Societies hold regular observation evenings and open evenings when members and the general public have access to the various telescopes, binoculars and other equipment. This will allow you to both talk to someone who has experience and also to try some of the equipment out as well.

Naked Eye Observing

There are a number of things that can be observed with the naked eye. The more you learn the more you can see. That of course is not strictly true, the more you learn the more you realize what you are seeing. First start with the brightest things in the sky, the Moon and Planets. There are 6 planets visible, one of which is visible at all times of the day. This is of course Earth, but during the night the other planets can be seen as the brightest ‘stars’ in the sky. The planet Uranus is just possible to see with the naked eye, but you have to be in a very dark location and have good sight so I have not counted it in the visible list.

There are a number of easily observed ‘Deep Space Objects’ that can be seen with the naked eye, but become progressively more interesting with different types of equipment. Among these the two most obvious are Pleiades (a stellar cluster) and the Great Nebula in Orion. To the naked eye these can easily be mistaken for clouds or mist, but after a while you realize that they stay positioned relative to the surrounding stars. With a small telescope or binoculars they appear as faint grey smudges or pinpoint stars. A larger telescope realizes more detail and the Pleiades in particular appear as glowing lights in the sky.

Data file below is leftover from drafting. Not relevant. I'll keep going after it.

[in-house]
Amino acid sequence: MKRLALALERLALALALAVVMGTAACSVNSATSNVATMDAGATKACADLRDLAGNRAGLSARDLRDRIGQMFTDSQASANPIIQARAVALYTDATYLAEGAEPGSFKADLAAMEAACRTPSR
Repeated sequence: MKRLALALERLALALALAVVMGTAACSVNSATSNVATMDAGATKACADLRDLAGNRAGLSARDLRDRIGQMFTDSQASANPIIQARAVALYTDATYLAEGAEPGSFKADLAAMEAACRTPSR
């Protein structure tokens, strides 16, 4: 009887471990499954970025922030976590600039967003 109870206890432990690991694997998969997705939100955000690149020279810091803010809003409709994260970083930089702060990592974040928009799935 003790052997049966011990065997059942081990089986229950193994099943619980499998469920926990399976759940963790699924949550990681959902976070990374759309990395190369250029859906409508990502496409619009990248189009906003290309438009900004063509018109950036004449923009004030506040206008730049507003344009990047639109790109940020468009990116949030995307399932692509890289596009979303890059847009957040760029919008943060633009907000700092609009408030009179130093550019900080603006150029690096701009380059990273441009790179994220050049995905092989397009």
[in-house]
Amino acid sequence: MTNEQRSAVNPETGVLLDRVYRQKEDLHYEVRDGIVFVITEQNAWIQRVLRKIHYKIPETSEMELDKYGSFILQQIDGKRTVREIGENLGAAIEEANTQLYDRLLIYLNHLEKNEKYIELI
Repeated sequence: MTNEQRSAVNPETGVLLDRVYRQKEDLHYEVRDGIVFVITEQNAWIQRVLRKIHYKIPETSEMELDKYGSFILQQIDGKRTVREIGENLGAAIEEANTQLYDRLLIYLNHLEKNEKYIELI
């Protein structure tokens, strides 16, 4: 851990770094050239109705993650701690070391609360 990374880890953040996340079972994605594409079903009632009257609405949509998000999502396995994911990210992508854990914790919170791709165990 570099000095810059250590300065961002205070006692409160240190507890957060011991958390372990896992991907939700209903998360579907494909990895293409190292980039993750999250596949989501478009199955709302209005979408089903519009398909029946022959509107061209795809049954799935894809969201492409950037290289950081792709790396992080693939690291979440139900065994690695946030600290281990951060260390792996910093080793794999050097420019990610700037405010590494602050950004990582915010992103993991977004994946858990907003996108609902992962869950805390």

Of course there are some things that are better seen without any equipment, and the foremost of these are meteor showers. Observing meteor showers requires you to have such a wide view of the skies that it makes using a telescope or binoculars pointless. All you need to do is wrap up warmly and lie back on a deckchair gazing at the stars.

Deep Space Objects

Deep Space Objects are known as DSOs and refer to very faint features of the night sky. Generally these will be galaxies, clusters of stars or nebulae.

Andromeda Galaxy

Andromeda Galaxy


A galaxy is a huge system of stars, planets, gasses and cosmic dust all bound together by gravity. Earth and the Solar System are part of our home galaxy, The Milky Way. The nearest galaxy to ours is the Andromeda Galaxy which is about 2,500,000 light years away.

Pleiades Cluster

Pleiades Cluster

Stellar Clusters

A cluster of stars or open cluster is a group of thousands of stars formed in the same region. These will all be of approximately the same age. A good example of an open cluster is Pleiades which can be seen unaided in the Taurus constellation.

Orion Nebula

Orion Nebula


A nebula is an area of space filled with gas and cosmic particles. These are generally areas where stars are formed by the coming together of these particles over the years. Nebulas occupy huge areas of space often spanning many light years. The Great Nebula in Orion is a nebula visible without a telescope.




This article appeared in the January 2013 issue of RocketSTEM.
You may download the entire issue as a PDF file here, or view the magazine online in a full-screen viewer here.